The locals tell a strange ghost story down on Edisto Island, SC. It is one of the most horrifying and heartbreaking tales you will ever hear. It is the story of the ghost of Julia Legare.
The Legare family owned a plantation on Edisto Island in the time before the Civil War. Their family mausoleum is located on the grounds of the Edisto Island Presbyterian Church, built in 1831. The Church is still active, and the mausoleum still attracts visitors to this day, over 150 years since the night that poor little Julia Legare was laid to rest.
Or, so they thought she was laid to rest.
In those days it was common for families to lose children to illnesses that today are easily cured. And the rest of the not-so-modern medicine of the day also left a lot to be desired, such as the ability to tell whether or not a person was dead or just in a deep coma. Turns out it was the latter for little Julia Legare.
A victim of Diphtheria, Julia was pronounced dead by the physician brought in by the family. No heartbeat or breathing could be detected and due to the primitive level of mortuary science practiced during that era, with no embalming or other form of preservation possible, her thought-to-be dead body was rushed to interment in the family mausoleum. The family paid their respects and with heavy hearts sealed and locked the door of the mausoleum.
Years later when Julia’s older brother was killed in the Civil War, the family once again had to open the mausoleum. What they found horrified them.
Lying on the floor of the mausoleum just inside the door were the crumpled remains of little Julia. Only bones and tattered clothing remained. Claw marks could be seen on the inside of the door and on the walls and floor where Julia had tried in vain to escape after coming out of her Diphtheria-induced coma.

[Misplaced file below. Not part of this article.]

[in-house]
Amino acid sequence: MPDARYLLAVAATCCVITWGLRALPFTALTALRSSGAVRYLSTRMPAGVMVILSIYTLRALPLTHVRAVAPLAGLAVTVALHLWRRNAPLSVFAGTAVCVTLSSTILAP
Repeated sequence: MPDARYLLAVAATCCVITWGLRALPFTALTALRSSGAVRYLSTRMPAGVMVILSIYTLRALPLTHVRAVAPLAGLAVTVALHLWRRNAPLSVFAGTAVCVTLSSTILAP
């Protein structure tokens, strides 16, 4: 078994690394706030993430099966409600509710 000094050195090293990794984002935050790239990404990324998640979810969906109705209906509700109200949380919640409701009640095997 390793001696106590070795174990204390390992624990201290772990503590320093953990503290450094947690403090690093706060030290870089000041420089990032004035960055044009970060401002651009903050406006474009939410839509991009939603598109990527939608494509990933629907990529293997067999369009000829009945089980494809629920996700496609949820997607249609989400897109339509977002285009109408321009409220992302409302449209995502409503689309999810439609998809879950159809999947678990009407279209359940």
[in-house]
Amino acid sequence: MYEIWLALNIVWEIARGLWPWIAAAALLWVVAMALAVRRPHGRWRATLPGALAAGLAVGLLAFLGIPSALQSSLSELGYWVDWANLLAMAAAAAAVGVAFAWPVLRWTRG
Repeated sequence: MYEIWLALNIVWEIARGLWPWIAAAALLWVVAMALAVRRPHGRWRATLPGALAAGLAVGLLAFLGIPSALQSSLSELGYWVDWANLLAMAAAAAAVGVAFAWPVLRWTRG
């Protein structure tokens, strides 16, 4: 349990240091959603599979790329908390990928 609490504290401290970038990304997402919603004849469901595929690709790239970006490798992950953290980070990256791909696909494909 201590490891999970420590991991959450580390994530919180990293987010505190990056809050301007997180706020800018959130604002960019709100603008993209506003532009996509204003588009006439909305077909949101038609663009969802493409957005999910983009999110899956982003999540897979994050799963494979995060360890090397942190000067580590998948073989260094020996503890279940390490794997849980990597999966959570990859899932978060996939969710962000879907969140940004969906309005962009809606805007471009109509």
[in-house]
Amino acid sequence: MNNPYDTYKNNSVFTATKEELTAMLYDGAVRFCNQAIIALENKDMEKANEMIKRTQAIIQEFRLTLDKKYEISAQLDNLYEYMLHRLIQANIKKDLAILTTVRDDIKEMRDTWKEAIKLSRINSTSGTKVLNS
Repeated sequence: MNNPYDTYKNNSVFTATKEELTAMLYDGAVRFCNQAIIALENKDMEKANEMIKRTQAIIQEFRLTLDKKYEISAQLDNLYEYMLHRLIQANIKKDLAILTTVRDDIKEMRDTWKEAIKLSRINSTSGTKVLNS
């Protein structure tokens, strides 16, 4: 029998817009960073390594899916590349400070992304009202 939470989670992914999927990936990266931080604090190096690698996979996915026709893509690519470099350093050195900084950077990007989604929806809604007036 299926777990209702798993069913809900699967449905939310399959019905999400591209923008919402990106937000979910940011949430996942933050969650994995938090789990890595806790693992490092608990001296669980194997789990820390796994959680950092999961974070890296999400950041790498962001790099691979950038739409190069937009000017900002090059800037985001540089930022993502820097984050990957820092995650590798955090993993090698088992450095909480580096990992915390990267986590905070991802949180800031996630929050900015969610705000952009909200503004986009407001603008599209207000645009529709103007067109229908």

The family, now more consumed with grief than ever, placed Julia’s brother in the mausoleum, gathered up Julia’s remains, reinterred them next to her brother and then resealed the mausoleum.
And then the hauntings began.
When the family returned shortly after resealing the mausoleum, they found the door had been reopened. They closed and locked the door only to return several days later to find that it had once again been reopened.
Distraught and confused, the family then had the door removed and replaced with a heavy stone slab. But that too was found pushed to the side several days later. After a few more attempts, the family gave up and left the door to the mausoleum open. And that is how it remains today. Since the discovery of poor little Julia’s fate, no attempt to keep the mausoleum door sealed shut has been successful.
So if you’re ever down on Edisto Island just south of Charleston, stop by the cemetery at the Edisto Island Presbyterian Church. There you will find the Legare family mausoleum. And just inside the open door you will see the claw marks left by the hands of a little girl unwittingly entombed long before her time, whose ghost still stands a lonely vigil to ensure that the door to her family’s mausoleum remains open so that no one will suffer the same fate as she did over 150 years ago.